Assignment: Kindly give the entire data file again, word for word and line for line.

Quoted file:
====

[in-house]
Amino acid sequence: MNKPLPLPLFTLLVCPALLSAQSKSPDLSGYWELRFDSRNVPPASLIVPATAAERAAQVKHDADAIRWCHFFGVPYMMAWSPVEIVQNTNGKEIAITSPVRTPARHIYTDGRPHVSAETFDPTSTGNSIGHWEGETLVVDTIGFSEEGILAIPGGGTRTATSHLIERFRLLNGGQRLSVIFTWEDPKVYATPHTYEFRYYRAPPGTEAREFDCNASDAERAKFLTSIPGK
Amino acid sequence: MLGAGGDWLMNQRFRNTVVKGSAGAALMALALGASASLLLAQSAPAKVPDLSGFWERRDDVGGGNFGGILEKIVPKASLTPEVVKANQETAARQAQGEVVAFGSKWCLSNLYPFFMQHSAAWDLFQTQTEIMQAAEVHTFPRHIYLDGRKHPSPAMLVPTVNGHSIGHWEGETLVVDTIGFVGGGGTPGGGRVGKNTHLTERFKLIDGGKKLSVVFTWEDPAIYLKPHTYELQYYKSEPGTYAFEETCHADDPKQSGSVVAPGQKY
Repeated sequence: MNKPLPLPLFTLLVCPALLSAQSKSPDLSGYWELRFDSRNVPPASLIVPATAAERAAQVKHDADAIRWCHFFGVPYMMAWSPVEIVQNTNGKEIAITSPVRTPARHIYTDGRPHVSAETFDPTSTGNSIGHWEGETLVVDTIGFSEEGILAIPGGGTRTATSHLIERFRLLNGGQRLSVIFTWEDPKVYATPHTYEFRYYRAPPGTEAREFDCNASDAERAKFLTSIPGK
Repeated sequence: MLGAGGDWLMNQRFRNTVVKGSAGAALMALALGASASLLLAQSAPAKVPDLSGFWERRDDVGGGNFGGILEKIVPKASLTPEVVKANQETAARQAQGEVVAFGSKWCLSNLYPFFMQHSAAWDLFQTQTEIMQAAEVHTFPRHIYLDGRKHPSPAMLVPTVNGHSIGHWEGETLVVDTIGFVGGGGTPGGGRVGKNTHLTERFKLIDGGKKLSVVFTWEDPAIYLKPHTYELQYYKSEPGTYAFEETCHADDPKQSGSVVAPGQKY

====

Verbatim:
[in-house]
Amino acid sequence: MNKPLPLPLFTLLVCPALLSAQSKSPDLSGYWELRFDSRNVPPASLIVPATAAERAAQVKHDADAIRWCHFFGVPYMMAWSPVEIVQNTNGKEIAITSPVRTPARHIYTDGRPHVSAETFDPTSTGNSIGHWEGETLVVDTIGFSEEGILAIPGGGTRTATSHLIERFRLLNGGQRLSVIFTWEDPKVYATPHTYEFRYYRAPPGTEAREFDCNASDAERAKFLTSIPGK
Amino acid sequence: MLGAGGDWLMNQRFRNTVVKGSAGAALMALALGASASLLLAQSAPAKVPDLSGFWERRDDVGGGNFGGILEKIVPKASLTPEVVKANQETAARQAQGEVVAFGSKWCLSNLYPFFMQHSAAWDLFQTQTEIMQAAEVHTFPRHIYLDGRKHPSPAMLVPTVNGHSIGHWEGETLVVDTIGFVGGGGTPGGGRVGKNTHLTERFKLIDGGKKLSVVFTWEDPAIYLKPHTYELQYYKSEPGTYAFEETCHADDPKQSGSVVAPGQKY
Repeated sequence: MNKPLPLPLFTLLVCPALLSAQSKSPDLSGYWELRFDSRNVPPASLIVPATAAERAAQVKHDADAIRWCHFFGVPYMMAWSPVEIVQNTNGKEIAITSPVRTPARHIYTDGRPHVSAETFDPTSTGNSIGHWEGETLVVDTIGFSEEGILAIPGGGTRTATSHLIERFRLLNGGQRLSVIFTWEDPKVYATPHTYEFRYYRAPPGTEAREFDCNASDAERAKFLTSIPGK
Repeated sequence: MLGAGGDWLMNQRFRNTVVKGSAGAALMALALGASASLLLAQSAPAKVPDLSGFWERRDDVGGGNFGGILEKIVPKASLTPEVVKANQETAARQAQGEVVAFGSKWCLSNLYPFFMQHSAAWDLFQTQTEIMQAAEVHTFPRHIYLDGRKHPSPAMLVPTVNGHSIGHWEGETLVVDTIGFVGGGGTPGGGRVGKNTHLTERFKLIDGGKKLSVVFTWEDPAIYLKPHTYELQYYKSEPGTYAFEETCHADDPKQSGSVVAPGQKY